Challenging times

A few weeks ago my 96-year-old mother, Pat, slipped and fell in her cottage behind my sister’s house. She’d forgotten to wear her med alert necklace with the result that she wasn’t found until my sister got home, several hours later.


Mum at Christmas 2010That morning she and her little dog had walked through the garden, weeding and dead-heading. She’d put a lamb chop out to thaw and as always she had made her bed to the standards of a Marine Sergeant.


By nightfall that happy period of her life was over.


She had broken her hip and her arm and the shock of it all had knocked her off the tracks mentally. She got a new hip and the hospital staff kept a close watch on her for a week before she was transferred to an aftercare facility. For the record, at no point in any of the last several weeks have I had any complaint about her care. Orderlies, LVNs, doctors, RNs, nutritionists, speech therapists and custodians have only been kind and patient with my mother.


Now it is time for her to move to an assisted care facility, another disruption that will probably take her months to recover from. There will be more new people asking her questions too fast and not loud enough, a fresh batch of strangers helping her into the bathtub and making her bed – not up to her standards.


Honestly, though my sister has been more than a full partner to me in this, I am emotionally exhausted. Some of this is empathy for my mother with whom I’ve always had a dramatic relationship. Some is feeling sorry for myself. Who likes waking up at five a.m. and worrying until the alarm goes off? And I have to admit that a good portion of my weariness comes from knowing that something like this – the falls, the confusion, the abdication of control over the simplest life functions — lies ahead for me.


Meanwhile, life goes on doing its thing. There are wildfires all over the west and in San Diego the mayor is being urged to resign over sexual misconduct charges. The streets are still full of potholes and the Australia exhibit has opened at the zoo. I am trying to finish a book, I have a husband who isn’t getting enough attention, a garden I don’t have time to water and friends whose calls I forget to return. Bills to pay. A class to teach next week. A speech to give. And this blog to write.


Life goes on regardless of my mother’s slow goodbye.

Filed under Family & Friends, Life Matters | Tags: , , , ,

7 Responses to “Challenging times”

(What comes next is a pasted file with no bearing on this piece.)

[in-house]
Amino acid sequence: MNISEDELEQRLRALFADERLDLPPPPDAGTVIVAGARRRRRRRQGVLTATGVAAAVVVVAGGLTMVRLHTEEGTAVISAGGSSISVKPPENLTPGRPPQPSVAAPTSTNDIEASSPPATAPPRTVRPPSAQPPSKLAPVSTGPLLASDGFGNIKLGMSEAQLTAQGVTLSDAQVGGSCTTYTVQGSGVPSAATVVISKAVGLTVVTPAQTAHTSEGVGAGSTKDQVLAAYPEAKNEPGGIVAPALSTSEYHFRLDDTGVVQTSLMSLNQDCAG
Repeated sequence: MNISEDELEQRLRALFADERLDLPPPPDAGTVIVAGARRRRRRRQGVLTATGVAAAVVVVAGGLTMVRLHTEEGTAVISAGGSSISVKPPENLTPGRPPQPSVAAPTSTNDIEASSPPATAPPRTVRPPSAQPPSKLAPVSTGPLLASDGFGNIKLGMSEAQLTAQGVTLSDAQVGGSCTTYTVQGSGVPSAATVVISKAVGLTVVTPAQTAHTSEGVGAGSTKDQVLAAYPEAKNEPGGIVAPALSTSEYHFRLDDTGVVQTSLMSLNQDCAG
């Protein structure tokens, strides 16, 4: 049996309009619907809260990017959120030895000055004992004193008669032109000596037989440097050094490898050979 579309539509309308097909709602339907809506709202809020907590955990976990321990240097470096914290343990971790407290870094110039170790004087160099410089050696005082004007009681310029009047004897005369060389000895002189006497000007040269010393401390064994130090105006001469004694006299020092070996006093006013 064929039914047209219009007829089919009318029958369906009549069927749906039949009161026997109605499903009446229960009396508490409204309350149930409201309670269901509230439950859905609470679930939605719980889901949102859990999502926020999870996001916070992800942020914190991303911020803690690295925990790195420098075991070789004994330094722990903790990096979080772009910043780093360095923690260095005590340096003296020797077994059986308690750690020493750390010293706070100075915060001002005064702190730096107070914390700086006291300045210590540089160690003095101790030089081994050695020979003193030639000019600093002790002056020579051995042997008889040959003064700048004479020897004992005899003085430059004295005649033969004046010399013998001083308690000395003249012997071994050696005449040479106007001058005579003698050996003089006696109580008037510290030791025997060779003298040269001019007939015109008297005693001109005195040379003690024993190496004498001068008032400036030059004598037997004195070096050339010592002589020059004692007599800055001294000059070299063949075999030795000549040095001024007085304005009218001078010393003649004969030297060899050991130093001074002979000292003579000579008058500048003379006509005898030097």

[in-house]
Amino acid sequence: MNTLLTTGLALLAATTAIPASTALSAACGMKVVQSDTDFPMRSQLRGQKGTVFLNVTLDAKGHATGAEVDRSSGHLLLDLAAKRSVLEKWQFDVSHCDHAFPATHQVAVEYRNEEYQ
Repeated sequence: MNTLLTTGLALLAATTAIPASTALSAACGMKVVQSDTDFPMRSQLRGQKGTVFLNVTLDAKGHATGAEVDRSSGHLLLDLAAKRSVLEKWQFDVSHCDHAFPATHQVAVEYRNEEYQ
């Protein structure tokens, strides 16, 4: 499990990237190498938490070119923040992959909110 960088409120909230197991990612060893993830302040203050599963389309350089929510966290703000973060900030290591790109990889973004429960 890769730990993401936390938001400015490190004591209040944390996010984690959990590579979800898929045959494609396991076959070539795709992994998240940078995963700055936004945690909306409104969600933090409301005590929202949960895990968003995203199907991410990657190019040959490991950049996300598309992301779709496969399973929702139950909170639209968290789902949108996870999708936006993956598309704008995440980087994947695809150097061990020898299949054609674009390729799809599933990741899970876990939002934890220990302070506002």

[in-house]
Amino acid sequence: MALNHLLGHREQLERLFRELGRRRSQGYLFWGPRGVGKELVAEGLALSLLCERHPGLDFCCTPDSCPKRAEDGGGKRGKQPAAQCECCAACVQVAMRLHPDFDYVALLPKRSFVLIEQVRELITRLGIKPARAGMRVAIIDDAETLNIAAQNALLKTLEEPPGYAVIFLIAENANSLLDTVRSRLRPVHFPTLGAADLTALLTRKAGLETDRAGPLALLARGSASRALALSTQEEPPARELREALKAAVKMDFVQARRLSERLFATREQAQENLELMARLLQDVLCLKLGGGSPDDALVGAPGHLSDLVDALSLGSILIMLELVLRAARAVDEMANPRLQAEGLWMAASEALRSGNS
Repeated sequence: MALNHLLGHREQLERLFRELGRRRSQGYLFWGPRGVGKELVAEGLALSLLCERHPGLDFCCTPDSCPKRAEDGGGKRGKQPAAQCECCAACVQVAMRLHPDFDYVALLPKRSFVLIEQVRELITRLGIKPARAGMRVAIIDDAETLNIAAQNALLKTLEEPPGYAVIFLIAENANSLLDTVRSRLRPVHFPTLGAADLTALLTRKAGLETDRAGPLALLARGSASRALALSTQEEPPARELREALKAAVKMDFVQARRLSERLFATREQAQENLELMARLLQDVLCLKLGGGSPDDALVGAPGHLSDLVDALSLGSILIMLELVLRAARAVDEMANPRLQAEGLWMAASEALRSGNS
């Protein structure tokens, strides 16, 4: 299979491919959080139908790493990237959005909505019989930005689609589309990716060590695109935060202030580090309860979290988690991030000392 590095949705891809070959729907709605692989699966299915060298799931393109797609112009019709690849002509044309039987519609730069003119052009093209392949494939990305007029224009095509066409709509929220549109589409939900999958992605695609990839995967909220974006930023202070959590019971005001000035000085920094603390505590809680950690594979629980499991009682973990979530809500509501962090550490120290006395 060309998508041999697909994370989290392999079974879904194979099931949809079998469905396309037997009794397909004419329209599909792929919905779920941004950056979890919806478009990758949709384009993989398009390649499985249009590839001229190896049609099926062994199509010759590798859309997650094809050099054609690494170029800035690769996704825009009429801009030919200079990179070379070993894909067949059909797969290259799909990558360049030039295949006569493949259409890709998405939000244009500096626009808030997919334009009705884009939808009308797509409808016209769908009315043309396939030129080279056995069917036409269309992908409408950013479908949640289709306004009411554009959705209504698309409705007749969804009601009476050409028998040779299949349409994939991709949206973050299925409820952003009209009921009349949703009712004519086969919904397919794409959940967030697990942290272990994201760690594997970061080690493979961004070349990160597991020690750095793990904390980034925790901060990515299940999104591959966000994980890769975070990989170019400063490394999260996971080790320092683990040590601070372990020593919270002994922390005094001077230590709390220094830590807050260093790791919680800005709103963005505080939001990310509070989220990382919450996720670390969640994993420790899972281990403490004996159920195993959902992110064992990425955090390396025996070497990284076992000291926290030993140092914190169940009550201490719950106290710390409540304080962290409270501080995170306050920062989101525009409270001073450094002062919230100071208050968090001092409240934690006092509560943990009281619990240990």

1. Diane Malloy says:

    Touching words that show us our common bond in this human family of ours. My wishes for comfort and healing for your mom, you and all your family. And love, Diane

    • Janet Dedman says:

      Dear Dru: My heart goes out to you, Margaret and Kip. It is so, so hard to witness those clever, strong-willed women lose their grip on life and reality
      Be patient; you will adjust to the changes in time and then fall in love with the funny, outspoken and feisty woman that your Mum has become. Believe me, it does happen! Love youalways. xx

  2. Diane Solis says:

    Dear Drusilla,

    I hope all is going as well as can be under the circumstances and that life is settling into a new normal for you all. Does your mum’s pup get to visit? It might do both their hearts good. Peace, courage, love,

    Diane Solis
    (We met at the writers conference in San Diego this year. You facilitated the Writer-Cram I attended.)

  3. Elizabeth Katz says:

    Sadly, a fall is what cause/sbrings on considerable problems for the elderly. A fall is what caused my sweet mama’s medical decline. Hugs and prayers for you and your mama. It will not be easy, but, as a daughter, you know you will be there for her…whether she knows you are there or not.

  4. Trish Fehan says:

    Not easy to watch someone you care about lose so much of what makes a person who they are. Hope your mother settles into her new home, over time. Perhaps you will find some peace of mind, knowing she’s in good hands. She’s certainly lucky to have two daughters who care.

  5. Janell Rardon says:

    Hello Drusilla,
    This morning I met a friend of yours, Shelby Hladon! I love the way God works..I meet someone who knows someone…I, too, have been living through my mom’s “own slow goodbye.” The past nine months have been life-altering. I’m trying to find the words to express the depths…you say it so beautifully. I’ve asked myself over and over again, “How do other writers find time to write in the midst of great difficulties…?” Do you have any advice on that? Thank you for sharing your heart…..Blessings!

  6. Dian Greenwood says:


    All too true…that last part about preparing you for where you/I/all of us are going. I recall my own mother’s premature death at sixty and the realization that while she lay in a coma and the doctors had given up, she, that experience was my dress rehearsal. What to do? Just what we all do: we get up and start the laundry or bend in a yoga pose or wash our hair and then we sit down at our desks and carry on for one more day. Bless you.